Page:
And then, finally, you have what I refer to as the great Harlem give-away program. For countless years, generations even, the City of New York could not GIVE AWAY land in Harlem. No, we are giving it away.  Right when they are building $1 million brownstones on 125th Street, and a tear down anywhere in Harlem is $500,000. Huh? Look, Manhattan, New York is an Island folks.  Central Park in the middle, surrounded by the upper west side of Manhattan, the upper east side of Manhattan, lower Manhattan…and then Harlem. Something sound, ummm…, strange here?  Central Park surrounded on three sides by “Manhattan,” and then sticking out as obvious as an elephant in our collective psychological living room, you have Harlem.

Let me help you, Translation: Upper East Side Manhattan (= white folk). Upper East Side Manhattan (= white folk). Lower Manhattan (= white folk). Harlem (= BLACK FOLK). 

But at the end of the day, Manhattan is an Island. And with increasing population, increasing wealth, and finite land, after a while white folk surmised that black folk were not so bad. Alas, $1 million town homes on 125th Street.

While touring Harlem in 2002, in preparation for our partnership to educate every child in Harlem in financial literacy over a five-year period, I learned something stunning, and very telling about where we are as a people financially. 10 years ago approximately 85% of all small businesses in Harlem (read black) were on a month to month lease, and they did not want a long term lease. Today, approximately 85% of all small businesses in Harlem (read black) are on a month to month lease, but now the landlord does not want you on a long term lease! How do you say make way for Starbucks and Wal-Mart?  No, no one took Harlem away from black America. This is not a socialize country (sorry to break this to some of my brothers and sisters), and it is not a communist country; it is a capitalist country. No one can buy something unless you sell it to them! And that is exactly what we have done in Harlem. Sold it, for a song I might add.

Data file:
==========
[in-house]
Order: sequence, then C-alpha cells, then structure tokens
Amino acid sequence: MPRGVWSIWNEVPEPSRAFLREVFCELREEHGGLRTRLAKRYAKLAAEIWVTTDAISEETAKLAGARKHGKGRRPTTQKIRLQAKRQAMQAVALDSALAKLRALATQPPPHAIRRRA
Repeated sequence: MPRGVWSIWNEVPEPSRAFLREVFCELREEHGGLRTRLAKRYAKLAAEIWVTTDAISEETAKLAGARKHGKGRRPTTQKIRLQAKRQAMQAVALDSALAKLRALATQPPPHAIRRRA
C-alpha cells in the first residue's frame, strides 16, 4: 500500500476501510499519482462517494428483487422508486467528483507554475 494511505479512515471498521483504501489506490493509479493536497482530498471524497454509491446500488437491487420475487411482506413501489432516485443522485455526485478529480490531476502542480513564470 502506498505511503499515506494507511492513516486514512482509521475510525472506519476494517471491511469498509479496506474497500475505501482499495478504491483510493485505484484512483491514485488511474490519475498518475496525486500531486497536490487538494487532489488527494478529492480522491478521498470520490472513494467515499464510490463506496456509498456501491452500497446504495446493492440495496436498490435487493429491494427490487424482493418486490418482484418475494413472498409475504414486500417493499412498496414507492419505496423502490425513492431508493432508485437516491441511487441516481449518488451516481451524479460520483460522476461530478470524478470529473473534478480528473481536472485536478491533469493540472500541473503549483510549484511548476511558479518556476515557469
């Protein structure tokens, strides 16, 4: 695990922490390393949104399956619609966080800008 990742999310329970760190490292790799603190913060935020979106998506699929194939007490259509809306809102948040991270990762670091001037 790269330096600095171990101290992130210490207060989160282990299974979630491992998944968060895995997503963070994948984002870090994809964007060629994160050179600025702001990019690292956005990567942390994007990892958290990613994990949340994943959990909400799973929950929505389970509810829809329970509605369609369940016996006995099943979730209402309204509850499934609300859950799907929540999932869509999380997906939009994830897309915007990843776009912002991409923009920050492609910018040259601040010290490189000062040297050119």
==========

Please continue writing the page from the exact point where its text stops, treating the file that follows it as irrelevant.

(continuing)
And this is what I call the Great Harlem Give-A-Away Program. Because if we keep at this, at this pace, in less than 10-years Harlem is going to a historical district with three homes bearing signs that read: BLACK FOLKS ONCE LIVED HERE. Hello.

The Solution

In 2004 the shackles are no longer on our hands and feet. They are on our minds, hearts and spirits. In order to be free in 2005, we have to become rich in self esteem, knowledge and education.  Specifically, financial literacy education.

Think about it – who is teaching our children Life 101 skills? The basics of a checking account, a savings account, and the importance of credit and investment in their young lives. No one. The largest capitalist country, and the largest economy in the world today, and yet no one is teaching our children Life 101 skills. NO ONE.

That is why Operation HOPE has partnered with the William Jefferson Clinton Foundation, Citigroup, Carver Federal Savings Bank and others, in an effort to education every child in Harlem over
five-years in financial literacy, before they reach 8th grade. 

This is why at Operation HOPE we have already educated more than 143,000 urban youth in financial literacy through our award winning Banking on Our Future program (an Oprah Angel Network awardee in 2001, and the U.S. Treasury Department’s John Sherman Award in 2004), using a growing network of more than 2,000 volunteer HOPE Corps members.
And this is why we have taken the likes of former President Bill Clinton, Federal Reserve Chairman Alan Greenspan, FDIC Chairman Donald Powell, U.S. Senator Rick Santorum, Treasury Secretary John Snow, 10 of the 12 Federal Reserve Bank presidents, superstar Tyrese, and a host of other luminaries and leaders from across America in urban, inner city classrooms across America, highlighting the national importance of financial literacy education in our children’s future.

Together, we can make a difference!

Onward, with HOPE.